The carnitas and the fajitas came with soupy, cheese topped refried beans and the usual blah, orange-colored Mexican rice, but the tacos came with completely different versions, in nice small square bowls - firm beans in a tangy sauce with bits of pork, and “dirty” rice with a nice zip. (Next time, we’ll see if they’ll serve those sides instead of the “regular” ones.)

On Ponchitos’ tables is an impressive list of specialty margaritas (frozen or on the rocks) and martinis. We were too intrigued to pass up the signature Hibiscus Margarita ($6.99), made with mescal, hibiscus syrup (!) that turned it a vivid red and fresh lime juice - strong, tasty, and not too sweet.

Ponchitos serves a nice, orange-y citrus punch, but on a later visit, when we wished to revisit it, “punch” turned out to be the standard Hawaiian Punch/Hi-C version, for which $2.49 was both steep and disappointing.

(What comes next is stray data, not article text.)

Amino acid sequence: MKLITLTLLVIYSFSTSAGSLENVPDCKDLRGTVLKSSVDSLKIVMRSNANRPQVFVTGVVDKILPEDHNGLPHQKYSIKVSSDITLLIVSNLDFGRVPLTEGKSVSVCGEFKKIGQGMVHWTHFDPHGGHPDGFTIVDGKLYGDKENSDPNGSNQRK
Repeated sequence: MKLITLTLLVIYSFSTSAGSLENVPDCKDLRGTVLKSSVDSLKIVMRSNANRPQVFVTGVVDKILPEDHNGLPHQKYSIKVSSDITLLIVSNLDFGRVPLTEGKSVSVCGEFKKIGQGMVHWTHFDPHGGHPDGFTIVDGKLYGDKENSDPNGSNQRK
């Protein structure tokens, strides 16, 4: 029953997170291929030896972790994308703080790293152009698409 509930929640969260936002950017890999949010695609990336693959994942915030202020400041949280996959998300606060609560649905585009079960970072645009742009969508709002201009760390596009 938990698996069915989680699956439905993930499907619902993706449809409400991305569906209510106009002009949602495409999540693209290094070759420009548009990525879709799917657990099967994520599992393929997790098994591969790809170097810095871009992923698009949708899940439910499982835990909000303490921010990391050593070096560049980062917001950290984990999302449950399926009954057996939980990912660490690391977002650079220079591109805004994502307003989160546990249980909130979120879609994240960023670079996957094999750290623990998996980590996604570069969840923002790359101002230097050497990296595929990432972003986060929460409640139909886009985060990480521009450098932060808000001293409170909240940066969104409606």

Service was good, although it varied between three waiters. As with most Mexican places, food comes out of the kitchen at lightning speed. On two nonbusy visits, entrees came out well before we’d gotten anywhere near getting through our appetizers. Three tortillas were enough for our queso fundido, and managed to work for our fajitas, but it was insufficient for our tacos. And there’s a $1 charge for an additional three tortillas that’s not listed on the menu, and which our waiter didn’t think was worth mentioning.

Ponchitos Mexican Grill

Address: 10901 N. Rodney Parham Road, Little Rock Hours: 11 a.m.-10 p.m.

Sunday-Thursday, 11 a.m.-11 p.m. Friday-Saturday Cuisine: Mexican Credit cards: V, MC, AE, D Alcoholic beverages: Full bar Reservations: No Wheelchair accessible: Yes Carryout: Yes (501) 246-5202

Weekend, Pages 29 on 01/09/2014